Series note: The following post is part of the Rutgers Graduate Student Blog Throwback Thursday blog series, in which we will repost one of our most popular blog posts from years past.
The lab report is a staple of introductory science classes, so anyone who’s taken such a class knows how it goes. There’s a hypothesis, then an experimental procedure, then some data, then a discussion of whether the data agrees with the hypothesis. While the spirit of the assignment is good — emphasizing the importance of empirical verification through an experiment — it perpetuates some key misunderstandings about how real science is done.
As many commentators have previously complained, standard labs teach students that doing science means following a recipe (e.g., the instructions from your lab book), and there is a “right” way to do it and a “wrong” way to do it. (Of course, the “right” way results in data that agrees with the hypothesis.) Practicing scientists know that actual science looks nothing like this. You rarely start with a clearly-defined hypothesis and straightforward experiment to test it. Instead you usually just have some vague idea you want to investigate, and then you do some calculations, perform some experiments, whatever you can think of, but with no guarantee they will work or solve your problem. And often you end up addressing a problem different from the original one you were trying to solve (see my post about this here).
But I contend the lab report fails to teach another important aspect of science: how to craft a persuasive, evidence-based narrative. Real scientists almost never write anything that looks like a lab report. A lab report is, well, just a report: rigid, sterile, lacking any point of view. Reports are what police officers write after they investigate a crime. Scientists write papers for scholarly journals. And scientific papers, in my opinion, are much more like the literary analyses I used to write for humanities classes. They’re persuasive. They have a point of view. You start off with a thesis, which can be pretty specific and quantitative (“My model in equation 1 describes the data well”) or broad and qualitative (“Protein folding stability is the main determinant of protein evolution”). But just like in literary analysis, you’re advancing a point of view, and your job is to convince the reader that it’s valid. To support the thesis you build a narrative based on evidence — in literary analysis, this may be quotations from the work being analyzed or historical facts about the author, while in science the evidence is experimental data and calculations. One professor I had in college described scientists as “lawyers for the natural world.” Your paper describes your case. You are trying to make a persuasive case about some phenomenon in nature, convincing the readers (the jury) that your thesis is correct.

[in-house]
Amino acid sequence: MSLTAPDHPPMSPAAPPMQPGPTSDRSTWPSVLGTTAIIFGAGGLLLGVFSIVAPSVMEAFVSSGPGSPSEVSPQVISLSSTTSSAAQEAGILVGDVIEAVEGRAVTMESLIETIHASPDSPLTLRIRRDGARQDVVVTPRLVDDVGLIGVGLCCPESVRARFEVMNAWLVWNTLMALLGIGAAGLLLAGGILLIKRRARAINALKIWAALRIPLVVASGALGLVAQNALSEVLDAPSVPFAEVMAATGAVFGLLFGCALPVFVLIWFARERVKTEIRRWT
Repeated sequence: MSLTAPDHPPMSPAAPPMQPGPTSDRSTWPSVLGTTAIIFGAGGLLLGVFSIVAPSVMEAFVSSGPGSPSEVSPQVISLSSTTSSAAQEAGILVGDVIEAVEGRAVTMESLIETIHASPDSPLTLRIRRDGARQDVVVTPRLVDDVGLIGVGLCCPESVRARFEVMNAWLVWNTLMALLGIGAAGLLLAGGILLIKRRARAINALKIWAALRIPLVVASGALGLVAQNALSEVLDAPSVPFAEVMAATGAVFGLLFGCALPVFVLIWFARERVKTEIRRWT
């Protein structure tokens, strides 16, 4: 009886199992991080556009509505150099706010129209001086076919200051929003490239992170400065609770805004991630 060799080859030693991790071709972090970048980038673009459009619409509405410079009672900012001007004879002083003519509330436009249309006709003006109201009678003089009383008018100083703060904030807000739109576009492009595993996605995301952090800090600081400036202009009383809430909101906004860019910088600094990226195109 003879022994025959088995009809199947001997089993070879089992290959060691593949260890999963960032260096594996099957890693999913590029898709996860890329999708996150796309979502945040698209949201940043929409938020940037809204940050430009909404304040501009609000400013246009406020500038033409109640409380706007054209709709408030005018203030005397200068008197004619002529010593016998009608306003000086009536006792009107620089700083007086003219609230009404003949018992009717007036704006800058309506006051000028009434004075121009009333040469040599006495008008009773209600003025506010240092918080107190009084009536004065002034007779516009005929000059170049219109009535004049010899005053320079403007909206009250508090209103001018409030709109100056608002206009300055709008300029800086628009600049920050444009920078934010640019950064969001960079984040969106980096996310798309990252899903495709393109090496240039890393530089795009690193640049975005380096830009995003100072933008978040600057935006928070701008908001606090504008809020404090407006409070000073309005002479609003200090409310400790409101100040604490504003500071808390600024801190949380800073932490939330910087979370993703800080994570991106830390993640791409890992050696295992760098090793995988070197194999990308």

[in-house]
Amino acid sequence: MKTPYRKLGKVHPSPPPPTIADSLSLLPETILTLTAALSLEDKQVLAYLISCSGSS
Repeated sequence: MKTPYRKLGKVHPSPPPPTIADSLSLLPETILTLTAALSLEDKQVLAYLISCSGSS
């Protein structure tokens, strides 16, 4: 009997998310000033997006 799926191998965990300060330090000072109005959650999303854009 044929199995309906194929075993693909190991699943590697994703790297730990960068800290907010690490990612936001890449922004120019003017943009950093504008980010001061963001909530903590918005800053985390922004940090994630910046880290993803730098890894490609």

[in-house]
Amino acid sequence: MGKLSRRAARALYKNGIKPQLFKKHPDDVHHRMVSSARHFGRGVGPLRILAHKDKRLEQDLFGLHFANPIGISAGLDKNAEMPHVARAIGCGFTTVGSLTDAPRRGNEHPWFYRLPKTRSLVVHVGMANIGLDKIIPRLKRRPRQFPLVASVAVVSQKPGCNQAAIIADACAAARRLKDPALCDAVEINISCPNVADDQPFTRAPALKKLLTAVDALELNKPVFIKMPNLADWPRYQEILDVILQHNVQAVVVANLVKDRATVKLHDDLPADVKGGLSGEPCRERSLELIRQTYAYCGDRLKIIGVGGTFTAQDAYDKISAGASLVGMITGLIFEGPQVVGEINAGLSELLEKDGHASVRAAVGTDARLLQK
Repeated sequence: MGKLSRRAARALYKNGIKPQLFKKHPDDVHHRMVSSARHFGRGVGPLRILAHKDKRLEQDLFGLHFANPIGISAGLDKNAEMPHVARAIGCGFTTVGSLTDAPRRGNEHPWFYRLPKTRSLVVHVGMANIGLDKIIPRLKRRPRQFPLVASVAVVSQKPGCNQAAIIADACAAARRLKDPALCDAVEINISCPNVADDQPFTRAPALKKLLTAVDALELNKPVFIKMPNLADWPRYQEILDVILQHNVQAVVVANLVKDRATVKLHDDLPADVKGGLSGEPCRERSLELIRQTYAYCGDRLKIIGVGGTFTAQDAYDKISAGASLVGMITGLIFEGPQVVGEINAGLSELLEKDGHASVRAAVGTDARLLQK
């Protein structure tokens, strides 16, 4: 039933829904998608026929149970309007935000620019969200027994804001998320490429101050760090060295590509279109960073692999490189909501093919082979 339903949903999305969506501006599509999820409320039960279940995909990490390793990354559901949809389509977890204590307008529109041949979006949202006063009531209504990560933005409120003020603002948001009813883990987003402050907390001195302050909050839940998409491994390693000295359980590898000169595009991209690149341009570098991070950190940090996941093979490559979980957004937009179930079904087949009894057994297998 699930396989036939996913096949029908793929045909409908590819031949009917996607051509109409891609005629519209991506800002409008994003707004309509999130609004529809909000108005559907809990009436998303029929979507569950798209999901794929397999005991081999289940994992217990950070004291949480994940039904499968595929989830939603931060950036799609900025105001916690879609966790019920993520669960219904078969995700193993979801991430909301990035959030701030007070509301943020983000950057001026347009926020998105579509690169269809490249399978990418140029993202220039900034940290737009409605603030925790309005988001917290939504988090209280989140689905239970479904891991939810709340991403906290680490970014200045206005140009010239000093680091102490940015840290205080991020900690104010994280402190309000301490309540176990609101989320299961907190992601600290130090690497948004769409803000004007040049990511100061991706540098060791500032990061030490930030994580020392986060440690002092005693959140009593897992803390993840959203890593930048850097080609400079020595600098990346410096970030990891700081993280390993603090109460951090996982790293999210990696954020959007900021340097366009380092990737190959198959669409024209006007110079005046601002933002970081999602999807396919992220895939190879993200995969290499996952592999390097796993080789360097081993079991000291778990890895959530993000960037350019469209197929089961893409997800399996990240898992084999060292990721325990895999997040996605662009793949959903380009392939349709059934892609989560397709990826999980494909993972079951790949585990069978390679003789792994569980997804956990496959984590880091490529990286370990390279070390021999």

The cold, rigid nature of the lab report pretty much kills this aspect of doing science. To students the lab report mainly serves as proof that they did the experiment “correctly,” and any discussion of the data is perfunctory and merely reiterates what they think is obvious, that the data agrees with the hypothesis. We need to break free from the rigid structure of the lab report and allow students to see their write-ups as opportunities to craft convincing narratives in support of a (scientific) point of view, supported by evidence. We should select topics that allow students to form a non-obvious point of view that must be carefully justified with data and argument, rather than giving them experiments where the outcome is obvious and the data is self-evident. Not only would this teach a much richer and more accurate version of science, but it reveals a major place of harmony for the sciences and humanities: how to use evidence and logical argument to support an idea through writing.
Originally posted by on August 1, 2013